Adding print-style function calls, and preproc plugins

Richard Jones richard at bizarsoftware.com.au
Thu Aug 30 08:40:14 CEST 2001


On Thursday 30 August 2001 15:23, Gerson Kurz wrote:
> 1) normally, you call functions in python like this:
>
> name '(' arg { ',' arg } ')'
>
> however, 'print' is a special function in that its arguments can be
> written without enclosing brackets.

No - unlike Perl (and other languages?), print in Python is not a function, 
it's a _statement_. See http://www.python.org/doc/current/ref/print.html

Simplest way of demonstrating this that I can think of:

>>> import sys
>>> sys.stdout.write
<built-in method write of file object at 0x80ec998>
>>> print

>>> sys.stdout.write('hello\n',)
hello
>>> print('hello\n',)
('hello\n',)


> Wouldn't it be nice if you *could*
> call your "normal" functions in the same way? Would that require too
> much of a change to the python language?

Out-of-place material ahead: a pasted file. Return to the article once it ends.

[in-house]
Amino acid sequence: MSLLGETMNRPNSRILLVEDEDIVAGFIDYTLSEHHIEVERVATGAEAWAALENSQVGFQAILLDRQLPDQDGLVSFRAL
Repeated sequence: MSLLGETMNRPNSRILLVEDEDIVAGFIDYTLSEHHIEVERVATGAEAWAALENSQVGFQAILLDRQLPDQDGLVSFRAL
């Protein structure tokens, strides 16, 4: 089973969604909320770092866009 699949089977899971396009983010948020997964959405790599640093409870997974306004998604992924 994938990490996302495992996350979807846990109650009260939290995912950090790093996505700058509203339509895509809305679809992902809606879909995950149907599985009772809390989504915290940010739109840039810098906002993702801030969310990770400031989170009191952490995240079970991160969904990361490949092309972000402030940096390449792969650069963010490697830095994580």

Your proposal, which smells a lot of Perl, is actually one of my personal 
Seven Deadly Sins of Perl (modelled on the list found at 
http://language.perl.com/versus/perl.html, but lost forever when I stopped 
givinga damn about perl - right about when I got a full-time job working with 
python :)

In short, there's just too much possible ambiguity about the meaning of 
brackets. I mean come on, we got rid of the braces and (most of) the 
semicolons for you :)


> There might be a slight ambiguity when function names are used without
> arguments, because it then could be interpreted as either the function
> object or the function call; but then again, I see writing the
> function name as object without assigning it to some variable or some
> such as rather pointless.

So, what's the call:

   def foo():
      return 1
   a = foo

Does that assign a to the function object, as it does at the moment, or does 
it assign a to 1?



    Richard




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